One of the questions I get most frequently is, “Do I need a revocable living trust?”

And my answer is, “It depends.” I know. That’s not a very satisfying answer, but its not a simple question.

Whether or not you need a revocable living trust depends on your circumstances, needs and wishes.

There are many reasons that a revocable living trust may make sense for you. Here are three of the most common.

1. You want to avoid probate

One of the most attractive features of a revocable living trust is that it can help your estate avoid probate.

I have clients who want to avoid probate at all costs to make things simpler for their family after they are gone.

So, a revocable living trust makes sense for them.

That’s because any assets that are transferred into a revocable living trust aren’t probated. Instead, your successor trustee steps into your shoes and handles the distribution of your estate without court involvement.

He or she will pay any bills for your estate (such as funeral costs and hospital bills) and will distribute your estate to your beneficiaries pursuant to the wishes stated in your trust.

However, to ensure that your estate avoids probate, all of your assets that are subject to probate must be transferred into your trust before your death (some assets, such as life insurance and retirement accounts that have payable on death designations aren’t subject to probate and don’t need to be transferred into your trust). If there are any assets that are subject to probate that weren’t transferred into your trust, then those assets will end up in probate.

In addition, if your estate has any creditors, then it may still go through probate.

Your successor trustee must ensure that all creditor claims are either paid or are no longer valid prior to making any distributions to your beneficiaries.

Known creditors are generally not an issue. If there are known creditors with valid claims, your successor trustee can pay them without court involvement while he or she administers your trust.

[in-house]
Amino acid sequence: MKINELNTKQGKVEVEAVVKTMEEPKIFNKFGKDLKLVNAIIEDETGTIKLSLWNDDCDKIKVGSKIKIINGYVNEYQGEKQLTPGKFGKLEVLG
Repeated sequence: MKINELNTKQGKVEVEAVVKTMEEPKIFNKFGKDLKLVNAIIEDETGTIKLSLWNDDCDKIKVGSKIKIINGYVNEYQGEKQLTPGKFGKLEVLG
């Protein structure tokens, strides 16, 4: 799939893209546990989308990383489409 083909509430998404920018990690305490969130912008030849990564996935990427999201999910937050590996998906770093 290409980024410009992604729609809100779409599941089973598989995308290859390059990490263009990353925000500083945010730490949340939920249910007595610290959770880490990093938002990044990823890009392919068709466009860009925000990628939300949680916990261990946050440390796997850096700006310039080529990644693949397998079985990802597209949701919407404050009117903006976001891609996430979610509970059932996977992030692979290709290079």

However, if its possible that there are unknown creditors lurking, then it may make sense for your estate to go through probate – although the probate will likely be a much simpler process than a formal administration of your estate.

This will ensure that any such claims are cut off in advance of the two-year statute of limitations for creditors’ claims. This may not seem like a big deal, but the statute of limitations can be reduced from two years to 90 days through probate.

And if a creditor with a valid claim suddenly appears after all of the assets from your trust have been distributed to your beneficiaries, but before the two-year statute of limitations has run, then your successor trustee could be liable to that creditor.

2. You own a business

A revocable living trust not only provides for the distribution of your assets upon your death, but if you become incapacitated, either temporarily or permanently, your successor trustee steps into your shoes to manage your assets during your incapacity.

So, if you have a business, and your interest in the business is transferred into your revocable living trust, your successor trustee will manage your business interest for you.

For example, if your business is a sole proprietorship or single-member limited liability company (meaning you are the only owner of the business), then your successor trustee can manage the business for you, including writing checks to vendors and making sure there are no payroll delays.

If you own a business with others, such as in a multi-member limited liability company or corporation, then your successor trustee will manage your interest in the business according to the governing documents for that business (for example, a membership or shareholder agreement).

Your successor trustee will also follow the specific instructions in your trust for how your interest in the business will be handled when you die.

3. You own property in more than one state

If you own property in more than one state, then a revocable living trust will help you avoid multiple probates in different states.

For example, if you live and own most of your property in Florida, but also own real estate in Indiana, then when you die two probates will be needed – one for your property in Florida, and one for the real estate in Indiana.

This will cause additional time and expense, and will also make it more difficult for your personal representative (also known as an executor in other jurisdictions) to efficiently administer your estate.

However, with a revocable living trust, you can avoid multiple probates as long as you transfer all of your property, including property you own in other states, into your trust. Then, when you die, your property will be distributed directly from your trust to your beneficiaries, rather than through one or more probates in different jurisdictions.

These are just three reasons that a revocable living trust may make sense for you. Again, whether you should have one depends on your circumstances, needs and wishes.

The best way to determine whether a revocable living trust is right for you is to discuss your situation with an estate planning attorney. And, if you’re ready to find peace of mind through proper planning, feel free to give me a call (904-201-4149) or shoot me an email ( I’d be happy to meet with you and discuss your options.